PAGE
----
School buddies are always special, you create a treasure trove of memories with them. Memories that endure even as those hairlines begin to recede or grey. I’m glad that I’m still in touch with most of my school mates and continue to create fresh memories with them. Shaik Ibrahim, is one of my class mates who shares my curiosity and passion for food, particularly desserts. I caught up with him during a recent batch reunion and the conversation drifted to Muscoth Halwa and a feature that I put together for NDTV Food. Shaik’s family hails from Ramanathapuram in Southern Tamil Nadu that’s a short distance from Rameswaram, a popular pilgrim centre and a scenic beach destination.
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Shaik spoke about another type of halwa which he believed was very similar to Muscoth halwa that is associated with Mudalur, a village about an hour away from the port city of Tuticorin. Many of his family members are still in Ramnad and also have strong connections with Kilakarai, an important coastal town that was once a key hub in the erstwhile pearl belt of the state around the Gulf of Mannar. I had driven through this town enroute from Rameshwaram to Tuticorin a couple of years ago. Kilakarai is home to one of the oldest mosques in the world. The Palaiya Jumma Palli (Old Jumma Masjid) or Meen Kadai Palli is believed to have been constructed between 628-630 AD and was reconstructed in 1036 AD. It’s considered one of the finest and earliest examples of Dravidian Islam architecture.
Kilakarai also has a strong culinary heritage with unique dishes like the ghee rice, coconut milk rasam and it’s most famous sweet – the thothal halwa. This sweet was the topic of my conversation with Shaik who believes that it might have found its way to Kilakarai via a very circuitous route. It’s the Portuguese that connect the different dots in this route – Indonesia, Sri Lanka and probably Goa too. Goan cuisine aficionados will know of dodol – that’s also one of my favourite Goan dishes, a sweet with Indonesian roots that is crafted with rice flour, coconut milk and jaggery. The thothal halwa isn’t just a similar recipe the very name of the sweet is a rehashed version of dodol. Locals call this lothal and even nudhal; it’s easy to pronounce but it’s tough work to make.
Uzair Ahmed’s family calls Kilakarai home and he tells me about how many home makers in Kilakarai work four to five hours a day to produce large quantities of this halwa. Most of this is sold by sweet shops and bakeries like Master Bakery from where Shaik sourced this delicious sweet for me. Uzair also studied in school with me and has been involved with many successful food and restaurant ventures in Chennai. For him this sweet is an integral part of Kilakarai’s heritage. Locals like Uzair believe that this sweet reached Kilakarai through Sri Lanka about two centuries ago although the original roots could be in Indonesia.
The key differentiator in this sweet is the use of palm jaggery or karuppati and coconut milk instead of ghee that’s the key ingredient in Tamil Nadu’s most famous halwa – the Tirunelveli halwa. This unique mix of ingredients also lends to the textures – it’s not as hard as the Bombay halwa and not as slithery as the Tirunelveli halwa. The textures and the dark colour are almost similar to the Goan dodol. Just like the dodol cashews and cardamom powder are also in the mix. It’s tough work to make this sweet; the key step is stirring the halwa as it acquires a glutinous consistency. As Mariam Zahir (Uzair’s niece) puts it, making the thothal halwa is a good workout for your arms. Try her recipe if you can spare a couple of hours and don’t forget to track the workout on your Fitbit:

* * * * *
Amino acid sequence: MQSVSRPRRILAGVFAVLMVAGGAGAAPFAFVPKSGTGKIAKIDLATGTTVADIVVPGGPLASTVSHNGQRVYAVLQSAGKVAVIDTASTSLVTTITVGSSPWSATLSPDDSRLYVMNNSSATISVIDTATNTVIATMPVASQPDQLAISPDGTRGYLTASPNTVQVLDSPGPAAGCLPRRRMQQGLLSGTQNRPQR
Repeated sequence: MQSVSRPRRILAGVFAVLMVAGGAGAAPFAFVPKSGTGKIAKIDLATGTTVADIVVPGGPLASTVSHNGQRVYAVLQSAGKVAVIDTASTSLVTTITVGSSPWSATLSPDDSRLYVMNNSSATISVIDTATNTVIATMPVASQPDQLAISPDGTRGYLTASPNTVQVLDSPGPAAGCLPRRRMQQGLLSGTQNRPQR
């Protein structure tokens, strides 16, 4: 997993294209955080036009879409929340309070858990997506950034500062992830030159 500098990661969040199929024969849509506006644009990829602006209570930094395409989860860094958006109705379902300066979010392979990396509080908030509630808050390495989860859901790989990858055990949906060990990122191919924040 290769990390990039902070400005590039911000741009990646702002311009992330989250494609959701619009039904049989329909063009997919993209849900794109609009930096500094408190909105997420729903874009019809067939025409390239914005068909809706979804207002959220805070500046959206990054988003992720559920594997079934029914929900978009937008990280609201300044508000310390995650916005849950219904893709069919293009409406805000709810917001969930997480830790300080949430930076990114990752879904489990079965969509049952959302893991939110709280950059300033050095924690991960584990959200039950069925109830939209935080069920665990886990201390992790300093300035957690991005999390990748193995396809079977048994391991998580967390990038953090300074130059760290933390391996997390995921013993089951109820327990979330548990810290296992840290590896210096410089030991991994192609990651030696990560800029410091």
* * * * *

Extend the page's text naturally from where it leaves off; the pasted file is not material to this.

How To Make Thotal Halwa:
Recipe courtesy – Mariam Zahir
- 4 cups grated coconut
- 250 grams palm jaggery
- 1 cup rice flour
- 7 cashew nuts
- 1/2 teaspoon cardamom powder
- Add 1 2/3 cups warm water to the grated coconut and pulse in the food processor to extract thick coconut milk.
- Strain through a sieve making sure to extract all the thick milk. Keep aside.
- Add 2 cups warm water to the chaff, pulse and extract thin coconut milk.
- Mix 250 grams palm jaggery with the thin coconut milk and stir until fully dissolved.
- Strain through a sieve into a heavy bottom vessel and add the rice flour into it.
- Mix until no lumps remain and add 3 pinches of salt.
- Place the vessel on the stove top over medium heat, keep stirring.
- Once the mixture comes to a boil, add in the thick coconut milk.
- Keep stirring (this one’s a good arm work-out for you) until the mixture thickens and begins leaving the sides of the vessel.
- Add in the cardamom powder and cashew nuts and mix well.
- Transfer to a prepared dish and eat immediately. (This is probably the best way to enjoy the sweet; fresh, hot and just off the pan)
You could also allow it to cool for 4 hours and cut through it before serving.
About Ashwin RajagopalanI am the proverbial slashie – a content architect, writer, speaker and cultural intelligence coach. School lunch boxes are usually the beginning of our culinary discoveries.That curiosity hasn’t waned. It’s only got stronger as I’ve explored culinary cultures, street food and fine dining restaurants across the world. I’ve discovered cultures and destinations through culinary motifs. I am equally passionate about writing on consumer tech and travel.